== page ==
So, the country is in lockdown because of a respiratory virus. Huge numbers of us are worried about our jobs, our safety – our lives. Our public services are stretched to the limit. The heroes of the NHS are working until they collapse. In an unprecedented period where we’re all being asked to pull together for the good of the nation, when there is a new focus on discovering solace in nature, when we’re engaged in a real debate about our environment, climate change, and how we treat wildlife, what do those ‘essential keyworkers’ who strive to raise unnaturally high numbers of Red Grouse for the gun do? The heroes of the stoat trap, the professionals behind the ‘disappearing raptor’ trick, the wielders of the blunt stick and the wire noose, what do they do? They set fire to Meltham Moor, which is ‘managed’ for grouse shooting by the Meltham Shooting Club, lose control of their ‘controlled burn’, and drag the fire rescue service away from saving lives into a massive effort to ‘save the gamekeeper’s face’.
Clearly not content with massacring our wildlife with traps and snares, unsated with slaughtering unknown numbers of native predators, these hired hands of an industry that thinks only about blood and profit, torched acres of habitat that was just seeing the first signs of spring, emerging reptiles and budding plants – and then let their fire burn through onto a neighbouring National Trust reserve causing damage which will cost thousands to repair.
Genuine conservation organisations have listened to and conferred with these ‘professionals’ for decades. Yet year after year after year, just as life is starting to take a foothold on the monocultures that pass as grouse moors, out come the matches and up goes the smoke. Come rain (make that flood), come shine, come strong wind or gentle breeze, the ‘mercenaries of the moors’ can be depended upon to smash (and burn) the moorland into submission.
Of course, this destruction, as the fire service says, could ‘easily have been avoided‘ but that would have required something rather special by the perenially ‘hard of thinking’: an environmental and public-spirited awareness that these dead-bird gatherers have never previously shown. This is not a profession in tune with public concerns. In fact, it’s difficult to believe that they have any concern for the public – or public services – at all.
And it looks like – finally – the message is getting through that these people are in it – in everything – only for themselves. Even the mainstream media has twigged that setting fires when the country is trying to douse the conflagration racing though it is just plain wrong. Especially when they’re doing it just so that the shooters now sitting scowling at home will have something to kill later in the summer.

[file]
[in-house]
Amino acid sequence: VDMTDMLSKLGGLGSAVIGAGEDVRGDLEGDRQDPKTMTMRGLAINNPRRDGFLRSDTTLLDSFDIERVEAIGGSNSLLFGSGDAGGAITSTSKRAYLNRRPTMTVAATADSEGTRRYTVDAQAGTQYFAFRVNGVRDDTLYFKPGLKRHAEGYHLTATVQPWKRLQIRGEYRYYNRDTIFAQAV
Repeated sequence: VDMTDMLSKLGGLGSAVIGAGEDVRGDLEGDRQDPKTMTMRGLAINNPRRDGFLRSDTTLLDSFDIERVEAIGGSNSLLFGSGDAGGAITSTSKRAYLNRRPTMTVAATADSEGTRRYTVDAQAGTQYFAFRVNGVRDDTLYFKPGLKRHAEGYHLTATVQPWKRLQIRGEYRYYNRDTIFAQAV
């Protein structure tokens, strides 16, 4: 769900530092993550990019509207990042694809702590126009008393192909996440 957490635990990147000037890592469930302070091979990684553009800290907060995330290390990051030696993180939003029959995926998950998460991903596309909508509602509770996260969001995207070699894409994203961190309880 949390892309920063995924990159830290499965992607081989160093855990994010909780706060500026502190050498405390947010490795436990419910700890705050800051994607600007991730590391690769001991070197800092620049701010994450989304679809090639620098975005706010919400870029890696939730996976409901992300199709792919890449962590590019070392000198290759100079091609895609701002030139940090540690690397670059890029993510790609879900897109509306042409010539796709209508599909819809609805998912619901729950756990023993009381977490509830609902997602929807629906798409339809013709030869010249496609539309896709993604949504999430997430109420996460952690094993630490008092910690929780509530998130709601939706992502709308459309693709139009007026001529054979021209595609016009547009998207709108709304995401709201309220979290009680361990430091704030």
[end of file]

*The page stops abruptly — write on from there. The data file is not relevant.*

Of course, some campaigners and grassroots organisations are all too aware of the reality of burning and the annihilation of our wildlife.
A spokesperson for Moorland Monitors, for example, an organisation that works with the public to record and report burning, compiling evidence of this utterly needless damage to wildlife and habitat, told us today that, “Moorland burning has so many negative effects. It destroys the precious plant species found in our upland peat bogs, destroying protected habitat in minutes. It releases carbon dioxide into the atmosphere during a time of climate crisis. It incinerates moorland wildlife, including adders, toads and even badger cubs. It pollutes the air of local communities. We pass our evidence onto organisations such as the RSPB and local councils, in order to contribute to wider legislative change.”
Ban Bloodsports on Yorkshire’s Moors (BBYM) circulated information that explained that:
- Controlled burning has been performed over blanket bog on the moor on five occasions since 16 March, despite the Meltham Shooting Club signing up to the government’s voluntary agreement on burning.
- Circa 2 square miles (201 hectares) of blanket bog has been damaged.
- The fire spread onto the National Trust’s neighbouring Marsden Moor Estate, which is leased to the grouse shoot, although no management (including burning or trapping) is permitted – the shooting rights solely permit the driven shooting of grouse.
- Over £300,000 of conservation work was damaged on the National Trust moor, prompting the NT to publicly back a burning ban (there has been a ban on NT land since last Autumn).
- The Committee on Climate Change, which advises the government on environmental issues, has recommended a grouse moor burning ban is introduced within the year.
Interestingly BBYM also pointed out that fire breaks cut through areas of wet peatland – which shooting estates routinely dry out – stopped the flames, but there were too few wet areas left to have much of an impact.
Every year precious wildlife is wiped out to raise Red Grouse for the gun. Every year estates burn precious moorland and damage globally important blanket bog. And every year ‘controlled’ fires burn where they shouldn’t. For that to happen this year – during a national emergency – is unforgivable. Lobbyists for the shooting industry have spent years spinning the blood-spattered image of gamekeepers to make us believe they’re ‘conservationists’. As Ricky Tomlinson’s Jim Royle might say, ‘Conservationists my arse‘. In fact, as Jim might go on to say, ‘Bloody arseonists more like….”